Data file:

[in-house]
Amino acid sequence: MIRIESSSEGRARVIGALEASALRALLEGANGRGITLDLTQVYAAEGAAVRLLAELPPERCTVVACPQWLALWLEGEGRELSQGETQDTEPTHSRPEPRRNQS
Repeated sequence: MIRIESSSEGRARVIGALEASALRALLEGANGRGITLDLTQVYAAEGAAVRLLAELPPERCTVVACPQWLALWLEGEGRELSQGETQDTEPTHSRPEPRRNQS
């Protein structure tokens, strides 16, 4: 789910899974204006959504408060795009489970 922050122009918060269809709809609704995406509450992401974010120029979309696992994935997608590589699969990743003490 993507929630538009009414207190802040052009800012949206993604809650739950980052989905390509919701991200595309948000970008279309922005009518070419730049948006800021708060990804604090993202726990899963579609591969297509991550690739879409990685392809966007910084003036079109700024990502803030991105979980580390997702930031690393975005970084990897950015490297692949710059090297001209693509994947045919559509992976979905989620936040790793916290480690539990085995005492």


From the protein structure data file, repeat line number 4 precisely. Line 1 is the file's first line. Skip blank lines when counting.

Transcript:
């Protein structure tokens, strides 16, 4: 789910899974204006959504408060795009489970 922050122009918060269809709809609704995406509450992401974010120029979309696992994935997608590589699969990743003490 993507929630538009009414207190802040052009800012949206993604809650739950980052989905390509919701991200595309948000970008279309922005009518070419730049948006800021708060990804604090993202726990899963579609591969297509991550690739879409990685392809966007910084003036079109700024990502803030991105979980580390997702930031690393975005970084990897950015490297692949710059090297001209693509994947045919559509992976979905989620936040790793916290480690539990085995005492």